Earlier this year, DeLaval bought the UK-based Milkrite and InterPuls milking point solutions business from Avon Rubber.

3. Krone – €698m

Demand for high-capacity forage harvesting machinery in North America helped Krone achieve record sales in 2019, adding to five consecutive years of growth.

Krone grass rake assembly

© Krone

All production is based in Germany, where 28% of sales are generated, with Europe as a whole accounting for 35% of the total.

Agricultural machinery operations contributed 32% of the €2.24bn revenues generated by Krone Group, which also manufactures road trailers for articulated lorries.

4. GEA Farm Technologies – €656m

As one of five business units at GEA Group, the €4.8bn German food, beverages and pharma systems giant, GEA Farm Technologies produces equipment for conventional and robotic milking, feeding and manure management.

Among its newest installations are an 80-stand Dairy Rotor milking carousel for a 10,000-head dairy herd in China and a 16-unit robotic milking system for 800 cows in Germany.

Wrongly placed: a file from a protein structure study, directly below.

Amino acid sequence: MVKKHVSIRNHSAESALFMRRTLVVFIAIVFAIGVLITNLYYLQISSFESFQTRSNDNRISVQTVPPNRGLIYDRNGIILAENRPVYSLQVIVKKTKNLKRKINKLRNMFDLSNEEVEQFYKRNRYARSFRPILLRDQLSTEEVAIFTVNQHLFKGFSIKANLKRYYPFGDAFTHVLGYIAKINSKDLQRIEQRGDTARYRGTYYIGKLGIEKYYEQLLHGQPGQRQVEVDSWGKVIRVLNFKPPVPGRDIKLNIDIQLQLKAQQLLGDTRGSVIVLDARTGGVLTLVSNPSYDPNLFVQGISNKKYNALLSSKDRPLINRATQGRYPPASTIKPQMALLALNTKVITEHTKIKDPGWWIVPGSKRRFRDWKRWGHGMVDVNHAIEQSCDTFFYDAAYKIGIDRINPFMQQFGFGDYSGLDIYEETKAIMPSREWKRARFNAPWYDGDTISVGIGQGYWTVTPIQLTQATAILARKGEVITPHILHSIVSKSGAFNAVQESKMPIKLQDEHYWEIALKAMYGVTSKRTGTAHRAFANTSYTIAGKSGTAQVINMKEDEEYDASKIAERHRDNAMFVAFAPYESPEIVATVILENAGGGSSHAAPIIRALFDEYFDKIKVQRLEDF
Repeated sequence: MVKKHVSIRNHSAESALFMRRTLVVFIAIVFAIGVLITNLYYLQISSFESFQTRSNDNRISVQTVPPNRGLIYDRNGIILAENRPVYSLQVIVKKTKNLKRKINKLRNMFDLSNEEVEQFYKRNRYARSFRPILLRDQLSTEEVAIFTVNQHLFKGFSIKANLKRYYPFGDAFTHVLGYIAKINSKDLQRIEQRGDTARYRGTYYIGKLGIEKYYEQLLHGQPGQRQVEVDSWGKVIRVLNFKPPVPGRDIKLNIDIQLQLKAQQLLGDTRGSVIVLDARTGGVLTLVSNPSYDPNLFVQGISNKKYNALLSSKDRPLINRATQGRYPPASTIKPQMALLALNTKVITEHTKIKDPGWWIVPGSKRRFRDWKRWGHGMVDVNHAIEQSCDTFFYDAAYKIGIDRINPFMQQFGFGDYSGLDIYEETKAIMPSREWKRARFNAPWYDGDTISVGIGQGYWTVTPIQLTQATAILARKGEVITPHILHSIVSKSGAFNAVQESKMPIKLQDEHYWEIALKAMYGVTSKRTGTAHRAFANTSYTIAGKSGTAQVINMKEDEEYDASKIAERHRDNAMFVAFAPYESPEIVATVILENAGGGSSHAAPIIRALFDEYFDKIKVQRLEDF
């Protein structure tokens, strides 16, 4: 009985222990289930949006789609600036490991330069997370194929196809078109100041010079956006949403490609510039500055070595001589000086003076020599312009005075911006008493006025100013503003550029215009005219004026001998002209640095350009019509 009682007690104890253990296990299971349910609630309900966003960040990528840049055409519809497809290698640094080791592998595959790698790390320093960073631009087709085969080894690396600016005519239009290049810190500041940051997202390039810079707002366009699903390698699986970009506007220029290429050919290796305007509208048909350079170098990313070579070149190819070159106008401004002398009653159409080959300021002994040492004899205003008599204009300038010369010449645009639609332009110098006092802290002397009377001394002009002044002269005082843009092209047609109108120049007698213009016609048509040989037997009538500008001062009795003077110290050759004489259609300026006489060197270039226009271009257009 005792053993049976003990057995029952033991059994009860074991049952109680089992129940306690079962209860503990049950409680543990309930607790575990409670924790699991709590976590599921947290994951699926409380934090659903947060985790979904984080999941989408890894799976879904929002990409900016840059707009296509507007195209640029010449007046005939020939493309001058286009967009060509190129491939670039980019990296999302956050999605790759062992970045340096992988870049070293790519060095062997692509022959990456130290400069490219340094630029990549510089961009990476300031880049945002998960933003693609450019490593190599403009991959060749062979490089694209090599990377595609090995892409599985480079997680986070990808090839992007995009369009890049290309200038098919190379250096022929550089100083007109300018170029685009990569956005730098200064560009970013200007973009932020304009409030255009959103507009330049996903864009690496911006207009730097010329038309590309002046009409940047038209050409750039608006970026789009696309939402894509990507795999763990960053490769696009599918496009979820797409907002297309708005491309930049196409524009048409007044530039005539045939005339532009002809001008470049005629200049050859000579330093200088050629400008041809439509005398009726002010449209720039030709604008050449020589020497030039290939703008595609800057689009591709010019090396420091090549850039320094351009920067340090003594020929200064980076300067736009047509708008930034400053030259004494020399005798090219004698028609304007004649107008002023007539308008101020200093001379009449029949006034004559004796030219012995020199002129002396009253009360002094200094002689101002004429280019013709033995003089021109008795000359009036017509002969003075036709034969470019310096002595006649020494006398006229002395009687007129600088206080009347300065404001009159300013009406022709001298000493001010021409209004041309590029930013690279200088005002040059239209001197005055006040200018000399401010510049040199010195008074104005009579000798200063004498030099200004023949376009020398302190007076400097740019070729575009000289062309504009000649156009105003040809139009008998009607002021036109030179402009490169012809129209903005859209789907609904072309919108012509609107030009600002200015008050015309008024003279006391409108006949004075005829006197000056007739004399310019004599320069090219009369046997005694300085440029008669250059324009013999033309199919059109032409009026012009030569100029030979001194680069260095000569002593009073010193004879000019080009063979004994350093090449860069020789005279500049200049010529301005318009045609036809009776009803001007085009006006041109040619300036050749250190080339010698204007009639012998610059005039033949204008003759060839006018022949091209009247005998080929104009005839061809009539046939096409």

The Farm Technologies division recently sold its marginally profitable cooling tanks and cow shed fittings operations to focus on the milking and feeding systems.

5. Lely Group – €606m

The decision to sell its forage kit to Agco in 2017 and instead focus on dairy equipment is paying off for Lely.

Lely Juno robbotic silage pusher in yard

© Lely

It recorded its third-best turnover in 2019, with a 46% increase over the previous year.

This was achieved as a result of high demand for the Astronaut robotic milking system, which is now manufactured in the US as well as in the Netherlands, combined with an expanded milk tank range through an agreement with Muller.

Lely bought the UK tech company Milkalyser earlier this year to further develop its cow health monitoring expertise.

6. Grimme – €492m

Harvesting equipment for potatoes and sugar beet continues to be good business for the Grimme Group, which has manufacturing and assembly operations in Germany, in the US through the Spudnik subsidiary, and in a €13m newly-opened factory in China.

Grimme Rieste factory test track

© Grimme